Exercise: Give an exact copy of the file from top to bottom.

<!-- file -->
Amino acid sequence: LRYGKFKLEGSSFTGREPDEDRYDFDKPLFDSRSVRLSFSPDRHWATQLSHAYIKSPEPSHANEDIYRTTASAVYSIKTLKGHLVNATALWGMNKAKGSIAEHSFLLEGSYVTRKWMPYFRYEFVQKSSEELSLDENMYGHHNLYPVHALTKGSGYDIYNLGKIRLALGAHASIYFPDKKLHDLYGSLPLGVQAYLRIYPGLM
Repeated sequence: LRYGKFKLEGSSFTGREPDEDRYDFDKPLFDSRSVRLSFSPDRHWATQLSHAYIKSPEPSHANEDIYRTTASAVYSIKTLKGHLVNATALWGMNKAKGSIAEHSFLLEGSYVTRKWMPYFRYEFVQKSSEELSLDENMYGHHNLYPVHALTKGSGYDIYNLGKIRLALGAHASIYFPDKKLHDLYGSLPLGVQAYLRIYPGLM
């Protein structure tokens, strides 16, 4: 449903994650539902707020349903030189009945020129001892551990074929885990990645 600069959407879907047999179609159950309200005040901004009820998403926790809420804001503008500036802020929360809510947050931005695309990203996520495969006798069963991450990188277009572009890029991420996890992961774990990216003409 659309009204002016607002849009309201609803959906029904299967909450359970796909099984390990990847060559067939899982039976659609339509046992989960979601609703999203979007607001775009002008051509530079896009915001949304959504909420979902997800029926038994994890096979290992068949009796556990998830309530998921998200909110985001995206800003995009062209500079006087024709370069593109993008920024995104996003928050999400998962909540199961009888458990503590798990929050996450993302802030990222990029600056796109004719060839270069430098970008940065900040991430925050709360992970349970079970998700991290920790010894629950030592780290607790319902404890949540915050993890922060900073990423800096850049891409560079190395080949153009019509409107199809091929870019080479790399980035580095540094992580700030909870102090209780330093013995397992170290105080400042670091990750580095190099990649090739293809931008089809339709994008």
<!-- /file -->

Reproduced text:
Amino acid sequence: LRYGKFKLEGSSFTGREPDEDRYDFDKPLFDSRSVRLSFSPDRHWATQLSHAYIKSPEPSHANEDIYRTTASAVYSIKTLKGHLVNATALWGMNKAKGSIAEHSFLLEGSYVTRKWMPYFRYEFVQKSSEELSLDENMYGHHNLYPVHALTKGSGYDIYNLGKIRLALGAHASIYFPDKKLHDLYGSLPLGVQAYLRIYPGLM
Repeated sequence: LRYGKFKLEGSSFTGREPDEDRYDFDKPLFDSRSVRLSFSPDRHWATQLSHAYIKSPEPSHANEDIYRTTASAVYSIKTLKGHLVNATALWGMNKAKGSIAEHSFLLEGSYVTRKWMPYFRYEFVQKSSEELSLDENMYGHHNLYPVHALTKGSGYDIYNLGKIRLALGAHASIYFPDKKLHDLYGSLPLGVQAYLRIYPGLM
């Protein structure tokens, strides 16, 4: 449903994650539902707020349903030189009945020129001892551990074929885990990645 600069959407879907047999179609159950309200005040901004009820998403926790809420804001503008500036802020929360809510947050931005695309990203996520495969006798069963991450990188277009572009890029991420996890992961774990990216003409 659309009204002016607002849009309201609803959906029904299967909450359970796909099984390990990847060559067939899982039976659609339509046992989960979601609703999203979007607001775009002008051509530079896009915001949304959504909420979902997800029926038994994890096979290992068949009796556990998830309530998921998200909110985001995206800003995009062209500079006087024709370069593109993008920024995104996003928050999400998962909540199961009888458990503590798990929050996450993302802030990222990029600056796109004719060839270069430098970008940065900040991430925050709360992970349970079970998700991290920790010894629950030592780290607790319902404890949540915050993890922060900073990423800096850049891409560079190395080949153009019509409107199809091929870019080479790399980035580095540094992580700030909870102090209780330093013995397992170290105080400042670091990750580095190099990649090739293809931008089809339709994008």